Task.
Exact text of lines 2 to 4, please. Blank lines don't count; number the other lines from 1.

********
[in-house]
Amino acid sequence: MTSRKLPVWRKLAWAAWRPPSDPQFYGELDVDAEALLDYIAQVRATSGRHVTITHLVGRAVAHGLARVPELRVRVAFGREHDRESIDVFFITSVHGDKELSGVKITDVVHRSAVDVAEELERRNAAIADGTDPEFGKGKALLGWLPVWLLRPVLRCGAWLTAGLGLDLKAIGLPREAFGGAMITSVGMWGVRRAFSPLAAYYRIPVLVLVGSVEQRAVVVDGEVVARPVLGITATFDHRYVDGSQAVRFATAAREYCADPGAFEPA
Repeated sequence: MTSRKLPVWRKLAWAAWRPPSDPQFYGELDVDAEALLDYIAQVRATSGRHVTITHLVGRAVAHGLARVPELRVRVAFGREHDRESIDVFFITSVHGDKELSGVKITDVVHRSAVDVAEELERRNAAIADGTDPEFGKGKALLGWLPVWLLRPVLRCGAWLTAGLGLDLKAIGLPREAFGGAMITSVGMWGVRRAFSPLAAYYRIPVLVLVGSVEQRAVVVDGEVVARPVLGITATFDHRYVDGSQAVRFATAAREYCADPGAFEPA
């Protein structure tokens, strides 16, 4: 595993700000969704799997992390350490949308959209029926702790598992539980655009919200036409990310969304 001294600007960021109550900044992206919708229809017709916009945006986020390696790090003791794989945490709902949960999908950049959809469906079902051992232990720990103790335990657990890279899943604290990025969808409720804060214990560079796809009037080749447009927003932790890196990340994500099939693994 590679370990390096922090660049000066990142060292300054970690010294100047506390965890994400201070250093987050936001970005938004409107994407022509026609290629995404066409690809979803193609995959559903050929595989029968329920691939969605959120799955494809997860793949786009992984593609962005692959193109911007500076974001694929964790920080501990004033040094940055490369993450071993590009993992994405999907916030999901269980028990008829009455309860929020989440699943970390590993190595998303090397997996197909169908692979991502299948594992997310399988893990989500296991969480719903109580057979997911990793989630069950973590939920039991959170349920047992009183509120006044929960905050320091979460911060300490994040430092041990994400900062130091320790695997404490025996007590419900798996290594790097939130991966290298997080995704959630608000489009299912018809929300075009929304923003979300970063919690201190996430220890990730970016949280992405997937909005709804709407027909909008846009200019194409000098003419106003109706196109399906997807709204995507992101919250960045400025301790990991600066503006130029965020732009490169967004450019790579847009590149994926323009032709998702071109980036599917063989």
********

Amino acid sequence: MTSRKLPVWRKLAWAAWRPPSDPQFYGELDVDAEALLDYIAQVRATSGRHVTITHLVGRAVAHGLARVPELRVRVAFGREHDRESIDVFFITSVHGDKELSGVKITDVVHRSAVDVAEELERRNAAIADGTDPEFGKGKALLGWLPVWLLRPVLRCGAWLTAGLGLDLKAIGLPREAFGGAMITSVGMWGVRRAFSPLAAYYRIPVLVLVGSVEQRAVVVDGEVVARPVLGITATFDHRYVDGSQAVRFATAAREYCADPGAFEPA
Repeated sequence: MTSRKLPVWRKLAWAAWRPPSDPQFYGELDVDAEALLDYIAQVRATSGRHVTITHLVGRAVAHGLARVPELRVRVAFGREHDRESIDVFFITSVHGDKELSGVKITDVVHRSAVDVAEELERRNAAIADGTDPEFGKGKALLGWLPVWLLRPVLRCGAWLTAGLGLDLKAIGLPREAFGGAMITSVGMWGVRRAFSPLAAYYRIPVLVLVGSVEQRAVVVDGEVVARPVLGITATFDHRYVDGSQAVRFATAAREYCADPGAFEPA
């Protein structure tokens, strides 16, 4: 595993700000969704799997992390350490949308959209029926702790598992539980655009919200036409990310969304 001294600007960021109550900044992206919708229809017709916009945006986020390696790090003791794989945490709902949960999908950049959809469906079902051992232990720990103790335990657990890279899943604290990025969808409720804060214990560079796809009037080749447009927003932790890196990340994500099939693994 590679370990390096922090660049000066990142060292300054970690010294100047506390965890994400201070250093987050936001970005938004409107994407022509026609290629995404066409690809979803193609995959559903050929595989029968329920691939969605959120799955494809997860793949786009992984593609962005692959193109911007500076974001694929964790920080501990004033040094940055490369993450071993590009993992994405999907916030999901269980028990008829009455309860929020989440699943970390590993190595998303090397997996197909169908692979991502299948594992997310399988893990989500296991969480719903109580057979997911990793989630069950973590939920039991959170349920047992009183509120006044929960905050320091979460911060300490994040430092041990994400900062130091320790695997404490025996007590419900798996290594790097939130991966290298997080995704959630608000489009299912018809929300075009929304923003979300970063919690201190996430220890990730970016949280992405997937909005709804709407027909909008846009200019194409000098003419106003109706196109399906997807709204995507992101919250960045400025301790990991600066503006130029965020732009490169967004450019790579847009590149994926323009032709998702071109980036599917063989």